Gulfstream engineers have designed an airplane that pilots will love and that maximizes comfort for passengers
The recently certified G500 represents a leap forward in flight deck and flight control interface design, a bold move for a manufacturer as conservative as Gulfstream yet also a logical progression in business jet design. The G500 is a delight to fly, a significant step up in handling compared to the non-fly-by-wire (FBW) designs (G550 and below). And the many touchscreens that run the avionics and systems feel as natural as wings on airplanes.
Garmin elevates the Bell 407GXi experience
Standing on the right-hand side of a Bell 407GXi, I leaned in to see what—upon first glance—looked strikingly similar to Garmin's G1000H flight deck. The screens, powered off, had barely a streak on their glass, and this was my first reminder that I was indeed looking at something new. As soon as the screens came to life, it became apparent that these were more powerful Garmin displays.
Pusherprop delivers smooth, stylish ride
The P.180 Avanti Evo has a “wow” factor that is not present with many other twin turboprops of a similar size. Yes, it does have three lifting surfaces, a T-tail and two pusher propellers but it’s how they are put together that is the important thing. The forward wing (not to be called a canard, as it has no moving flight controls other than forward flaps) is positioned on the underside of a gracefully sweeping nose and is home to two pitot tubes underneath and, unusually in Western types, has a significant anhedral.
The super-midsize model is as fun to fly in as it is to fly.
The best way to experience a business jet’s capabilities is to spend some time not only flying it but also sitting in the cabin during a cross-country trip to get the full passenger flavor. A trip and demo flight in Bombardier’s best-selling super-midsize Challenger 350 afforded an opportunity for both experiences, starting with a flight from Las Vegas to Hartford, Connecticut, followed by a local flight out of Bradley International Airport where Bombardier’s demo team is headquartered and also the site of one of Bombardier’s largest factory service centers.
The two-seat trainer boosts pilots’ confidence.
Armed with a flight instructor’s typical toolbox of an expansive whiteboard, dry erase markers, and a computer projected flight manual, Laurent Coulon, a Hélicoptères Guimbal Cabri G2 factory pilot, held court over a captivated audience at Precision Helicopters in Oregon. Precision hosted Coulon along with Cabri instructors and pilots for a multi-day advanced training course designed to provide the first factory equivalent training session in the United States.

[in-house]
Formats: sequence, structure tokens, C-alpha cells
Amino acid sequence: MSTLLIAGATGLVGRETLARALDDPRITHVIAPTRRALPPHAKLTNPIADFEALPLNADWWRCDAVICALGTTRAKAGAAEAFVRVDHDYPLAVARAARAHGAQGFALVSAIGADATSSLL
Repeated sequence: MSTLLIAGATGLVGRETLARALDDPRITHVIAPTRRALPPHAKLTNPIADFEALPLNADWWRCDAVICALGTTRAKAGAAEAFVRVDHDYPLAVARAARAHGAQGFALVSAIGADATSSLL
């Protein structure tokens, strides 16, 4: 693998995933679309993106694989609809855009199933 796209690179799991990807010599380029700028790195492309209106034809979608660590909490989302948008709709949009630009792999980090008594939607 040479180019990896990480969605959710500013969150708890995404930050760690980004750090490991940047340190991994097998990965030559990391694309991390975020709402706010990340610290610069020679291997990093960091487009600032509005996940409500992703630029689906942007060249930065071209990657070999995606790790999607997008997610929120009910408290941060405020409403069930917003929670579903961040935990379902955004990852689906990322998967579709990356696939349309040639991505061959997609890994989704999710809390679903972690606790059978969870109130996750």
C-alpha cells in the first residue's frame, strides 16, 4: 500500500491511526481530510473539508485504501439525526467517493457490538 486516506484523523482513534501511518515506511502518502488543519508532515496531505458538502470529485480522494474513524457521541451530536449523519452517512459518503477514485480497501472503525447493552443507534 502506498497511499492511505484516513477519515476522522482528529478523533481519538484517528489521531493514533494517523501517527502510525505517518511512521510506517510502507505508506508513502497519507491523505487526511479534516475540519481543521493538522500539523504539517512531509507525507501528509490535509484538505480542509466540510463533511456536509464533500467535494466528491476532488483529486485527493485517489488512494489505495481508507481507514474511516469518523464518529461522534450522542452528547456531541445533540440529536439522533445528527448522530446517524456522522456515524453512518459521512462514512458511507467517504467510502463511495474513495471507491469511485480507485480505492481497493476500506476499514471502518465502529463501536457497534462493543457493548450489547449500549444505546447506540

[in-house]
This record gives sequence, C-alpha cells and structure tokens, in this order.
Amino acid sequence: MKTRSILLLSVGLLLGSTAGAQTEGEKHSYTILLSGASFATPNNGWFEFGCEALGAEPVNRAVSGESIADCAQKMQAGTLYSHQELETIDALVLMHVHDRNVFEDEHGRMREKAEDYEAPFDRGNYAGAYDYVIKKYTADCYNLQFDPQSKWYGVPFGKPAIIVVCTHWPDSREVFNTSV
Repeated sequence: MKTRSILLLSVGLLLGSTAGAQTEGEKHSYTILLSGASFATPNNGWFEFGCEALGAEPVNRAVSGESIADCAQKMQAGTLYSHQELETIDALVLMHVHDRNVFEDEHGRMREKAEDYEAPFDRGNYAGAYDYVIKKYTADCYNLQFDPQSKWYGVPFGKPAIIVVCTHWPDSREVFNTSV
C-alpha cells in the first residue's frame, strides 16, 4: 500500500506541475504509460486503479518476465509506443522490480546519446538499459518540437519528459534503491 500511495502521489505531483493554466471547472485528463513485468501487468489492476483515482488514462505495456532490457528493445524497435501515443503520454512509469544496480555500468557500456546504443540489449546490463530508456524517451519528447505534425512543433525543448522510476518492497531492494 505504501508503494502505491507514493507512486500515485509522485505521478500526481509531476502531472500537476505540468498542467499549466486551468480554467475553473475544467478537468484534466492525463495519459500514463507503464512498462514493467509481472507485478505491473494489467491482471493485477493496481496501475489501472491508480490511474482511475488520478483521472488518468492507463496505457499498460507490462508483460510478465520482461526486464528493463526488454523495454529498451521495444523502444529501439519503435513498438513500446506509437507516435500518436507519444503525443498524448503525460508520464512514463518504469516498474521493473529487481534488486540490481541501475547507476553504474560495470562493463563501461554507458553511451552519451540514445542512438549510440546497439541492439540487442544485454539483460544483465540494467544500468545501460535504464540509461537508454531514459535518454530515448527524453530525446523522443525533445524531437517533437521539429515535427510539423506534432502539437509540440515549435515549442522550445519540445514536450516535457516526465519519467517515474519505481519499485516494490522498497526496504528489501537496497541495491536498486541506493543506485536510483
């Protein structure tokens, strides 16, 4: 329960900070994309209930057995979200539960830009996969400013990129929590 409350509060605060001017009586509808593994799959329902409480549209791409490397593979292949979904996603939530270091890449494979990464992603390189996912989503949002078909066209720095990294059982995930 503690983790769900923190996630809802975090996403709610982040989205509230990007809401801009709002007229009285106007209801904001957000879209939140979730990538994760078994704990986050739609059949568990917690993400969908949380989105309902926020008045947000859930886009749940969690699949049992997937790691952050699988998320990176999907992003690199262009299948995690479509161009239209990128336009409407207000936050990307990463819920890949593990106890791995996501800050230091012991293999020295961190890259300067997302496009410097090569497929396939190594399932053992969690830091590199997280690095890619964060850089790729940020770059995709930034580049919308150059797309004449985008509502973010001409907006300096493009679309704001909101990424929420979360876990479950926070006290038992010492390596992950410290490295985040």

The light single builds improves on the 206’s performance.
In mid-January, 20-degree temperatures in Texas coupled with substantial wind gusts and the threat of snow almost placed me directly in the right seat of a Bell 505 simulator instead of the real helicopter. But with conditions improving upon my arrival at Bell’s Fort Worth, Texas factory, it was announced, with great relief to me, that the flight in Bell’s 505 Jet Ranger X would take place as planned.
The super-midsize jet offers a smooth, quiet ride
Although the G280 traces its heritage to North American Rockwell, Galaxy Aerospace and Israel Aerospace Industries (which manufactures the airframe), the super-midsize jet is all Gulfstream, from the design of the wing to the elegantly equipped cabin and the outstanding performance that pilots have come to expect from the Savannah, Georgia, manufacturer.
Cirrus’s Vision Jet delivers on the promise of excellent performance, handling, and a spacious comfortable cabin.
In June 2007, Cirrus Aircraft unveiled the configuration of its new single-engine jet. At the time, it appeared as though Cirrus was jumping on the same bandwagon as other would-be or existing aircraft manufacturers. The apparent market for a single-engine jet, if all the prognostications were to be believed, was going to soar, part of the then-current hype projecting huge fleets of very light jets about to clog up the world’s airspace.
While the G650ER maxes out at more than 100,000 pounds, the largest Gulfstream handles like a much lighter airplane.
Just nine years after Gulfstream Aerospace unveiled its largest and longest-range business jet—the G650—and five years after certification, 250 G650s, 120 of them the ultra-long-range G650ER, are plying the world’s skies.
To say that Gulfstream’s timing could not have been better would be an understatement. The G650 tapped into a market that was shying away from smaller jets and eager for a large-cabin ultra-long-range jet that could connect city pairs never before considered.
Cessna’s big utility turboprop single is a capable and all-around solid performer.
The Cessna Caravan has been in production since 1984, and earlier this year I had my first opportunity to fly the single-engine utility turboprop from Textron Aviation’s private airport—Beech Factory Airport—in Wichita.